The analysis of pause durations before the final target PP revealed a main effect of ‘focus’
(p = 0.051), a main effect of ‘group’ (0.000) and an interaction effect between ‘focus’ and
‘group’ (p = 0.005) for the pause durations preceding the PP (see Figure 5). The follow-up
analysis split by group showed that there was a significant effect of focus on the pre-noun
pauses in both groups, but that the effect was stronger in the children.
We also ran models examining the effect of focus on the pause preceding the NP within the PP,
but there were no significant effects of ‘focus’ (p = 0.257), ‘group’ (p = 0.345) or the interaction
‘focus × group’ (p = 0.201). However, preceding the final noun within the PP, main effects
of ‘focus’ (p = 0.030) and ‘group’ (p = 0.019) were found, but no effect of the interaction between
‘focus’ and ‘group’ was found (p = 0.139) (see Figure 6).
Both groups paused much less frequently in this location than they did in the other ones, but
where a pause was observed it was systematically longer when the PP was focal then when it was
not. Even if we see in Figure 6 that the effect of focus is hardly present in the adult data, this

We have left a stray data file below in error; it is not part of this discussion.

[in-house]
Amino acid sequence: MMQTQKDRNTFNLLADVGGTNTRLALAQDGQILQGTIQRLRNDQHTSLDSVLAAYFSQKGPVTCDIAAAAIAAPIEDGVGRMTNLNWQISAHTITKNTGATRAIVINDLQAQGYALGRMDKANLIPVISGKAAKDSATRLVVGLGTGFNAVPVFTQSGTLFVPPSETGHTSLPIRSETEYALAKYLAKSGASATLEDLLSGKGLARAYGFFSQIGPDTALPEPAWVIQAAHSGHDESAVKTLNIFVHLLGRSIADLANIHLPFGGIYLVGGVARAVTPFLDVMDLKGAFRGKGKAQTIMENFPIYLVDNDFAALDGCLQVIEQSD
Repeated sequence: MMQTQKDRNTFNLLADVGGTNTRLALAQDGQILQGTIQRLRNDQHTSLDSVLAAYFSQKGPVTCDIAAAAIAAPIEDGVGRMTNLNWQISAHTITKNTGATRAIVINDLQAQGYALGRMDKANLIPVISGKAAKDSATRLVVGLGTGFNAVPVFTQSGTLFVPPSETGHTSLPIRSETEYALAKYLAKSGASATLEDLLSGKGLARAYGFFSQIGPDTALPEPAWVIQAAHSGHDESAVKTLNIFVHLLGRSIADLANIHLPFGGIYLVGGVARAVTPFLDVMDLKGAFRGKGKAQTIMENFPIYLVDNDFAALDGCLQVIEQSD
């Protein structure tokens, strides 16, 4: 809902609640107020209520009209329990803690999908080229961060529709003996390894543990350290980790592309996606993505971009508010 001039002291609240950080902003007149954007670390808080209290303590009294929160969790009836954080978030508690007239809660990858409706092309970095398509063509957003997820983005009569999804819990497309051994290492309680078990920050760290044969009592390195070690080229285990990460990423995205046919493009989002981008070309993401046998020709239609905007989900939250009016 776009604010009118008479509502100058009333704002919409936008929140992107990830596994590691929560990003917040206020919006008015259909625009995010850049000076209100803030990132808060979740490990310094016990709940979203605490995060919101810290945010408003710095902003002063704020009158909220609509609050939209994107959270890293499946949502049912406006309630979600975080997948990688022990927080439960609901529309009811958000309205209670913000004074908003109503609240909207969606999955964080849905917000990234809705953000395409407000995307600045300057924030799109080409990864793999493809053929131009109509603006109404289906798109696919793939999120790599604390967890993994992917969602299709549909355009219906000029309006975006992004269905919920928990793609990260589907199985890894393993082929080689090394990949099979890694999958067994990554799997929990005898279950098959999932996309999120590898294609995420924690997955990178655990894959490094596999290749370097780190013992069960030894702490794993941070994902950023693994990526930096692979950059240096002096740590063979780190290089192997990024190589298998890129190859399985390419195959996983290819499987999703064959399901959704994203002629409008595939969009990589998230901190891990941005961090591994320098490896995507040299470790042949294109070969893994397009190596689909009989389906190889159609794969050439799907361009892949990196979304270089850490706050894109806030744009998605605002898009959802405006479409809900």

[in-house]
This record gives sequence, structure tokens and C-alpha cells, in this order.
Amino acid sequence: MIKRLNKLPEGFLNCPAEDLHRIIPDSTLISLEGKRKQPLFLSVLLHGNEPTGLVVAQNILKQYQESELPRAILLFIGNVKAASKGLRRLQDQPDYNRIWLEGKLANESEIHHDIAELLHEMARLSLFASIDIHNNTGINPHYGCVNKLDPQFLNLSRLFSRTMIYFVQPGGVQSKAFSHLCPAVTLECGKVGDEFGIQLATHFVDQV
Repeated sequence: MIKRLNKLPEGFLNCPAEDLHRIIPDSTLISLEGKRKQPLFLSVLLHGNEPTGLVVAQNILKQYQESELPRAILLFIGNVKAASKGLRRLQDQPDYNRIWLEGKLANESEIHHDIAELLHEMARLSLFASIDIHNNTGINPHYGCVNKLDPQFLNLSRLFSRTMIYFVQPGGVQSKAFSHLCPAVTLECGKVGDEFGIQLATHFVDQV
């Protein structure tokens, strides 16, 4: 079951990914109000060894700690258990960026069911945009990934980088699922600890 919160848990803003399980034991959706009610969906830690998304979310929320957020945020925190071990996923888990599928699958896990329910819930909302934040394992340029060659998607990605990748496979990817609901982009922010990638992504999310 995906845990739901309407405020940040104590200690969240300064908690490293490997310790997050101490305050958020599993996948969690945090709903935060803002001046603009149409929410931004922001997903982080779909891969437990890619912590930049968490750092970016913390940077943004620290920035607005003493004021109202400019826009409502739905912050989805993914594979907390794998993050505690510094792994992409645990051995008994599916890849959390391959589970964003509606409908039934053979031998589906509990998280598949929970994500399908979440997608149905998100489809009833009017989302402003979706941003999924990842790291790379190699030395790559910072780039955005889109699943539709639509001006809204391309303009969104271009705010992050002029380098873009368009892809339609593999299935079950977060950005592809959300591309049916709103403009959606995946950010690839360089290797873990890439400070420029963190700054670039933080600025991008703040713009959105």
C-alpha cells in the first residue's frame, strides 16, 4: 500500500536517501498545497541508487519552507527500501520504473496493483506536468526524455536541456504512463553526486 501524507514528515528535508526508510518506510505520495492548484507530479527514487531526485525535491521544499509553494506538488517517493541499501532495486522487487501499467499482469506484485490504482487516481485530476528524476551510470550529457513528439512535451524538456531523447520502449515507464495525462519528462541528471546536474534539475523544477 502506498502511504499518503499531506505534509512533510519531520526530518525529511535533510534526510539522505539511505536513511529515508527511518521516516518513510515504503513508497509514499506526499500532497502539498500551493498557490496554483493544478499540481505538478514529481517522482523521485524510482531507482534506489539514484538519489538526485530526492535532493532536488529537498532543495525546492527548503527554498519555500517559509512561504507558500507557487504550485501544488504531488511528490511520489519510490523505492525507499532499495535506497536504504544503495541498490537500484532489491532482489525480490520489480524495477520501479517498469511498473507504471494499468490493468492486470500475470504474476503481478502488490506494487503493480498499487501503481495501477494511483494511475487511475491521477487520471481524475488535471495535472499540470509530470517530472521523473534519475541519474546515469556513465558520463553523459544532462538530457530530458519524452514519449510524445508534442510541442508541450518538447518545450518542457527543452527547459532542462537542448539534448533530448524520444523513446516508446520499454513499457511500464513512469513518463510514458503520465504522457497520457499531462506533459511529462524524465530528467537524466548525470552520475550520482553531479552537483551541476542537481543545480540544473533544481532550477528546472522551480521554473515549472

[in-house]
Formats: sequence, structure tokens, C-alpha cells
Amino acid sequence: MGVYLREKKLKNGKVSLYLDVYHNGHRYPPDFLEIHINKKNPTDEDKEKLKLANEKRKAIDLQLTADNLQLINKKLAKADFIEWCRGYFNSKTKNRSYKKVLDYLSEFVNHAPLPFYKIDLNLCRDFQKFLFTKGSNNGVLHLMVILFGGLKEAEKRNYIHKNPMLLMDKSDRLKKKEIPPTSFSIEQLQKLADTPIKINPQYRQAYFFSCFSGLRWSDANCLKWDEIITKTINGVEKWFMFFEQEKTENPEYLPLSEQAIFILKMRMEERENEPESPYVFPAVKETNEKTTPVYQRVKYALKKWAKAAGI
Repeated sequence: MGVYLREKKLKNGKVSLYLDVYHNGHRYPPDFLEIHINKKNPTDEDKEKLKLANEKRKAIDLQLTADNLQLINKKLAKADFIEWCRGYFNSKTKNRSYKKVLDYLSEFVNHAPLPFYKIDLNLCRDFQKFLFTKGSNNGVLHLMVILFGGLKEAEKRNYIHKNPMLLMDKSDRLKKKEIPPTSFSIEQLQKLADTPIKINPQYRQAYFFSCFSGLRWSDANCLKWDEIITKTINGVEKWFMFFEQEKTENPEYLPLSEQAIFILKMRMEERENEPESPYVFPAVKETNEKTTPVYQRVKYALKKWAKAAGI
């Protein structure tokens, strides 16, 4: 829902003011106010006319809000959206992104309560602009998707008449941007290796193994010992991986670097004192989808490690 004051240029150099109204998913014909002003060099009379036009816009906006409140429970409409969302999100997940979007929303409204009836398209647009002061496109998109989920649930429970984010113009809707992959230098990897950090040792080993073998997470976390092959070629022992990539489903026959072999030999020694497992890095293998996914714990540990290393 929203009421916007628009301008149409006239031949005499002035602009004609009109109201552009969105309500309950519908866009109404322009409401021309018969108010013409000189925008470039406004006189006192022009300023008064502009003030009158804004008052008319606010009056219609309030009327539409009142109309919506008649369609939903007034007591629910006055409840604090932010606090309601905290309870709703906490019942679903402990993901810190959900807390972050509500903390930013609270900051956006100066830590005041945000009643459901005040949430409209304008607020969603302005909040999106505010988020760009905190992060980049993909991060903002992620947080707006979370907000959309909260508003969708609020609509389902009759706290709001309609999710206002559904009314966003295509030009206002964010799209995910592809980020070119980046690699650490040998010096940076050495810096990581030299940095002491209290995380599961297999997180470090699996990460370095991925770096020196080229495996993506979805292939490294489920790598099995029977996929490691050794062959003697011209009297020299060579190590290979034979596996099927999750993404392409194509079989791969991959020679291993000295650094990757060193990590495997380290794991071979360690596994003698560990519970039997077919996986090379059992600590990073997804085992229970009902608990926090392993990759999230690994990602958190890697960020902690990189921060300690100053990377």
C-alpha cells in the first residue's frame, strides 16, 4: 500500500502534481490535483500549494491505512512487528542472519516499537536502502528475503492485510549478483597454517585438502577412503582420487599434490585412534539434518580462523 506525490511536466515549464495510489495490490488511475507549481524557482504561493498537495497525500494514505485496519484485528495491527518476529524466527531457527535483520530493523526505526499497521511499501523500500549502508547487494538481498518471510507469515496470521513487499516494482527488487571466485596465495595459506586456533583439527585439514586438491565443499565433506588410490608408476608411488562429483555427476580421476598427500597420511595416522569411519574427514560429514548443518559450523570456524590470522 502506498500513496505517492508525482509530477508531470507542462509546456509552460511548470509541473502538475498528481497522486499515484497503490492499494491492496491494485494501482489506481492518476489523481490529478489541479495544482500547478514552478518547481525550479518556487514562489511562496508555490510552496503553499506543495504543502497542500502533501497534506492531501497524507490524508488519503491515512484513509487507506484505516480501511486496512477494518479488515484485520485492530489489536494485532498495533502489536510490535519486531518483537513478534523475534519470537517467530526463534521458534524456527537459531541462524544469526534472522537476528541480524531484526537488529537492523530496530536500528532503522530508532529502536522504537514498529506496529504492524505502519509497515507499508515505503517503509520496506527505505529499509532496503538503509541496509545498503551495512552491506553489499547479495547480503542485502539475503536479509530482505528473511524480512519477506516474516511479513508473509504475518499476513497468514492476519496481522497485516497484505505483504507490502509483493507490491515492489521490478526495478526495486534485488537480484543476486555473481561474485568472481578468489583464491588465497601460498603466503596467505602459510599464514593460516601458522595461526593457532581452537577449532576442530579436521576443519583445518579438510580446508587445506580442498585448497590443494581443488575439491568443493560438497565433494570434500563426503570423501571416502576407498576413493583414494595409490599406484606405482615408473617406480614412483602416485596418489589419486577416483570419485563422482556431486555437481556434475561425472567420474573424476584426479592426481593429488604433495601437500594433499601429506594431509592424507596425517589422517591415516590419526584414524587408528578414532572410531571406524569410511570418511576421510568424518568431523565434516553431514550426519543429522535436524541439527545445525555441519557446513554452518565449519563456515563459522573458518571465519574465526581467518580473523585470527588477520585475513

interaction did not reach significance.
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Language and Speech 58(1)
duraon (ms)
no focus
no focus
Figure 6. Within-final pauses (before final noun of the PP), subject–verb–object–adverbial (SVOA).
4 Discussion
A general observation from our data is that the children paused longer and in more locations than
the adults, similar to the findings from Redford (2013) and Maloney et al. (2012). In terms of pausing mediated by focus, both groups paused systematically longer before focal verbs in the SVO
sentences, and before focal PPs in the SVOA sentences, as compared to their non-focal counterparts. This pattern is in line with what was reported by Dahan and Bernard (1996), Gu and Lee
(2007) and Huang and Liao (2002). Different from the children, the adults tended to avoid pausing
at weaker syntactic junctures (e.g., at the boundary between the verb and its internal argument),
similar to the findings from Maloney et al. (2012). Crucially, our results provide empirical evidence for a consistent relationship between pre-target pause duration and focus in both child and
adult Dutch, suggesting that pausing may be an available parameter for children to make use of at
a stage where their access to pitch and duration cues to focus is still not completely adult-like
(Chen, 2011a; Romøren & Chen, 2014).
The focus-mediated pauses between the subject and the VP in the SVO sentences, as well as
between the object NP and the adjunct PP in the SVOA sentences, both took place at strong syntactic boundaries; thus, pausing in these locations may be seen as more natural than in other locations